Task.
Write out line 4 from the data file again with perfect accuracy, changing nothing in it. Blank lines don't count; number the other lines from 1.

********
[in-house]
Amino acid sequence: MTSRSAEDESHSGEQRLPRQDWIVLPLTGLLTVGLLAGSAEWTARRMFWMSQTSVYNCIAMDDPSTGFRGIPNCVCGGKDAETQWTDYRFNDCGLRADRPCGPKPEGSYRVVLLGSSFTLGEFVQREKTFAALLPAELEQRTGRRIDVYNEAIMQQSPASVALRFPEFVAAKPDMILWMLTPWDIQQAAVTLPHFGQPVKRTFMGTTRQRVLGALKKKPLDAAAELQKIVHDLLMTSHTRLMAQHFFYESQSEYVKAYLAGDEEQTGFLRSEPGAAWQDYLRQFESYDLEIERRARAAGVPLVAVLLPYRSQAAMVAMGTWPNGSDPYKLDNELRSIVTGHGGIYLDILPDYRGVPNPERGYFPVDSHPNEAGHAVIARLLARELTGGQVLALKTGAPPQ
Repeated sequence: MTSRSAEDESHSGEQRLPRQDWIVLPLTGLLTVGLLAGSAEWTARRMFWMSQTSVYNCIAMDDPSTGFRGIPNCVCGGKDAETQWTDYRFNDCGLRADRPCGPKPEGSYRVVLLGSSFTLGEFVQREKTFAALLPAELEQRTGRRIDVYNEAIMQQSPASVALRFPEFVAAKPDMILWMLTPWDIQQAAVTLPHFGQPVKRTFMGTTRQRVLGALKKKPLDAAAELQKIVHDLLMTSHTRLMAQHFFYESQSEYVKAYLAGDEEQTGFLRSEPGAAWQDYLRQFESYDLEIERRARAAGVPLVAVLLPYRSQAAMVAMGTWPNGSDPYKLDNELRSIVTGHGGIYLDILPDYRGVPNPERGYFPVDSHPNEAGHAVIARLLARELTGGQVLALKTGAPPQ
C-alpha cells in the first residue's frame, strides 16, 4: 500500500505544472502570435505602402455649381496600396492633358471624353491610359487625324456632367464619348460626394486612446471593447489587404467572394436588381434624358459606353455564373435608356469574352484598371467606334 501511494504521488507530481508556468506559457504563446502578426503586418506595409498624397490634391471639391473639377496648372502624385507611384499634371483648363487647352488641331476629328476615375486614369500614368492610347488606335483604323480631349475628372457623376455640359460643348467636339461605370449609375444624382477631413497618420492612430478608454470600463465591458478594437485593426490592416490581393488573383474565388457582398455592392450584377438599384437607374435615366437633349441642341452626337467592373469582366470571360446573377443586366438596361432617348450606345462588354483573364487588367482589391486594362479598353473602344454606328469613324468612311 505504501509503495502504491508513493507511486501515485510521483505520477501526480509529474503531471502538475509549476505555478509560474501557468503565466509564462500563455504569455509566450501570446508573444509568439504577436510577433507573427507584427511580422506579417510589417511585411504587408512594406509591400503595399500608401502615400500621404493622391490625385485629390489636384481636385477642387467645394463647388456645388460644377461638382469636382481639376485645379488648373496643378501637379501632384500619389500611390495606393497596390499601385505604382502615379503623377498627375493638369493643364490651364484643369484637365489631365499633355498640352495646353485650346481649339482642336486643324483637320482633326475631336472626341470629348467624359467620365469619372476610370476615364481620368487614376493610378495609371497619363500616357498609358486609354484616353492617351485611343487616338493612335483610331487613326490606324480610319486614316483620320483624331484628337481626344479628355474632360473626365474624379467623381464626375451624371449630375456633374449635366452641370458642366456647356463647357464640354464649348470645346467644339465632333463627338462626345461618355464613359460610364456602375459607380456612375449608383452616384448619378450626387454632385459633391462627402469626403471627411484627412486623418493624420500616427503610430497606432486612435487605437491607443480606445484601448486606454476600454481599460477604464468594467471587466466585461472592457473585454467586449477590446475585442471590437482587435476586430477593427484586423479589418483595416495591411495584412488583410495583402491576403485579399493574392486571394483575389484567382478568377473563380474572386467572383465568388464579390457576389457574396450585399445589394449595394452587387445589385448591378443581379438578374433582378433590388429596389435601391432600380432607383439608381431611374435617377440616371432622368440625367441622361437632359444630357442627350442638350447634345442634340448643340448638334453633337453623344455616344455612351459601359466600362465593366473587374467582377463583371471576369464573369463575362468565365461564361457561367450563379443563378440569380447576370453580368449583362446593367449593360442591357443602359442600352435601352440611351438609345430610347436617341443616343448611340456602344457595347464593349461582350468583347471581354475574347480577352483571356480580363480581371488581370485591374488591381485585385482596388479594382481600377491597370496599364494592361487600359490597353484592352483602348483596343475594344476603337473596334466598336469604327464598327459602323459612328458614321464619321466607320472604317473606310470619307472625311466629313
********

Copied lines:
C-alpha cells in the first residue's frame, strides 16, 4: 500500500505544472502570435505602402455649381496600396492633358471624353491610359487625324456632367464619348460626394486612446471593447489587404467572394436588381434624358459606353455564373435608356469574352484598371467606334 501511494504521488507530481508556468506559457504563446502578426503586418506595409498624397490634391471639391473639377496648372502624385507611384499634371483648363487647352488641331476629328476615375486614369500614368492610347488606335483604323480631349475628372457623376455640359460643348467636339461605370449609375444624382477631413497618420492612430478608454470600463465591458478594437485593426490592416490581393488573383474565388457582398455592392450584377438599384437607374435615366437633349441642341452626337467592373469582366470571360446573377443586366438596361432617348450606345462588354483573364487588367482589391486594362479598353473602344454606328469613324468612311 505504501509503495502504491508513493507511486501515485510521483505520477501526480509529474503531471502538475509549476505555478509560474501557468503565466509564462500563455504569455509566450501570446508573444509568439504577436510577433507573427507584427511580422506579417510589417511585411504587408512594406509591400503595399500608401502615400500621404493622391490625385485629390489636384481636385477642387467645394463647388456645388460644377461638382469636382481639376485645379488648373496643378501637379501632384500619389500611390495606393497596390499601385505604382502615379503623377498627375493638369493643364490651364484643369484637365489631365499633355498640352495646353485650346481649339482642336486643324483637320482633326475631336472626341470629348467624359467620365469619372476610370476615364481620368487614376493610378495609371497619363500616357498609358486609354484616353492617351485611343487616338493612335483610331487613326490606324480610319486614316483620320483624331484628337481626344479628355474632360473626365474624379467623381464626375451624371449630375456633374449635366452641370458642366456647356463647357464640354464649348470645346467644339465632333463627338462626345461618355464613359460610364456602375459607380456612375449608383452616384448619378450626387454632385459633391462627402469626403471627411484627412486623418493624420500616427503610430497606432486612435487605437491607443480606445484601448486606454476600454481599460477604464468594467471587466466585461472592457473585454467586449477590446475585442471590437482587435476586430477593427484586423479589418483595416495591411495584412488583410495583402491576403485579399493574392486571394483575389484567382478568377473563380474572386467572383465568388464579390457576389457574396450585399445589394449595394452587387445589385448591378443581379438578374433582378433590388429596389435601391432600380432607383439608381431611374435617377440616371432622368440625367441622361437632359444630357442627350442638350447634345442634340448643340448638334453633337453623344455616344455612351459601359466600362465593366473587374467582377463583371471576369464573369463575362468565365461564361457561367450563379443563378440569380447576370453580368449583362446593367449593360442591357443602359442600352435601352440611351438609345430610347436617341443616343448611340456602344457595347464593349461582350468583347471581354475574347480577352483571356480580363480581371488581370485591374488591381485585385482596388479594382481600377491597370496599364494592361487600359490597353484592352483602348483596343475594344476603337473596334466598336469604327464598327459602323459612328458614321464619321466607320472604317473606310470619307472625311466629313